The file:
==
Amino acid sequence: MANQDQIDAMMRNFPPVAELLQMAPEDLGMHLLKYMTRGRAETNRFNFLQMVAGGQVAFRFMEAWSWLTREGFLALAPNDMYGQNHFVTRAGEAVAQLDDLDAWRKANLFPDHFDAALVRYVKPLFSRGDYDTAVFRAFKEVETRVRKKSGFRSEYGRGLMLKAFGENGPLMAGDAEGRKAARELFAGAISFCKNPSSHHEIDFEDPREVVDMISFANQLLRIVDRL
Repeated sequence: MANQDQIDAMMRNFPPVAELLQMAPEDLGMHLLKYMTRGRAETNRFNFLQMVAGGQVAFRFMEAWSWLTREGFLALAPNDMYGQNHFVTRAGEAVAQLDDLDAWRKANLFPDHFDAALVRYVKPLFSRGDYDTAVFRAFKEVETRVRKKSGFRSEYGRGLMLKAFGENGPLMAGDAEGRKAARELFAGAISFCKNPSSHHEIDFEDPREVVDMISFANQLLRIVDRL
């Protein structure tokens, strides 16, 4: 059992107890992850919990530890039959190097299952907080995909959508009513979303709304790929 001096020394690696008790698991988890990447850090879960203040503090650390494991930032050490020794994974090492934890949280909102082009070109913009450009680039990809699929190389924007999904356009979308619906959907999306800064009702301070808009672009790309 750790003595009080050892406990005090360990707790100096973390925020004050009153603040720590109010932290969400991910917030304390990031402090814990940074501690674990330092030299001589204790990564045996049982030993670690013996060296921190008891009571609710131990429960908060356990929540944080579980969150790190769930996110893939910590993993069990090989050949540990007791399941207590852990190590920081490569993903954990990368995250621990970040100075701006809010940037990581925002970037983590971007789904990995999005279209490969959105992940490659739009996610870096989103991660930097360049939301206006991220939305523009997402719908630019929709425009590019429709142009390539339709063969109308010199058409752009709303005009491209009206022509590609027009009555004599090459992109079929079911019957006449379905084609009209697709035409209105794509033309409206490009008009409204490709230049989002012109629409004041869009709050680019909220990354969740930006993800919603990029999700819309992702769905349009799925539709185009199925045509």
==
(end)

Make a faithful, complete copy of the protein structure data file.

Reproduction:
Amino acid sequence: MANQDQIDAMMRNFPPVAELLQMAPEDLGMHLLKYMTRGRAETNRFNFLQMVAGGQVAFRFMEAWSWLTREGFLALAPNDMYGQNHFVTRAGEAVAQLDDLDAWRKANLFPDHFDAALVRYVKPLFSRGDYDTAVFRAFKEVETRVRKKSGFRSEYGRGLMLKAFGENGPLMAGDAEGRKAARELFAGAISFCKNPSSHHEIDFEDPREVVDMISFANQLLRIVDRL
Repeated sequence: MANQDQIDAMMRNFPPVAELLQMAPEDLGMHLLKYMTRGRAETNRFNFLQMVAGGQVAFRFMEAWSWLTREGFLALAPNDMYGQNHFVTRAGEAVAQLDDLDAWRKANLFPDHFDAALVRYVKPLFSRGDYDTAVFRAFKEVETRVRKKSGFRSEYGRGLMLKAFGENGPLMAGDAEGRKAARELFAGAISFCKNPSSHHEIDFEDPREVVDMISFANQLLRIVDRL
């Protein structure tokens, strides 16, 4: 059992107890992850919990530890039959190097299952907080995909959508009513979303709304790929 001096020394690696008790698991988890990447850090879960203040503090650390494991930032050490020794994974090492934890949280909102082009070109913009450009680039990809699929190389924007999904356009979308619906959907999306800064009702301070808009672009790309 750790003595009080050892406990005090360990707790100096973390925020004050009153603040720590109010932290969400991910917030304390990031402090814990940074501690674990330092030299001589204790990564045996049982030993670690013996060296921190008891009571609710131990429960908060356990929540944080579980969150790190769930996110893939910590993993069990090989050949540990007791399941207590852990190590920081490569993903954990990368995250621990970040100075701006809010940037990581925002970037983590971007789904990995999005279209490969959105992940490659739009996610870096989103991660930097360049939301206006991220939305523009997402719908630019929709425009590019429709142009390539339709063969109308010199058409752009709303005009491209009206022509590609027009009555004599090459992109079929079911019957006449379905084609009209697709035409209105794509033309409206490009008009409204490709230049989002012109629409004041869009709050680019909220990354969740930006993800919603990029999700819309992702769905349009799925539709185009199925045509």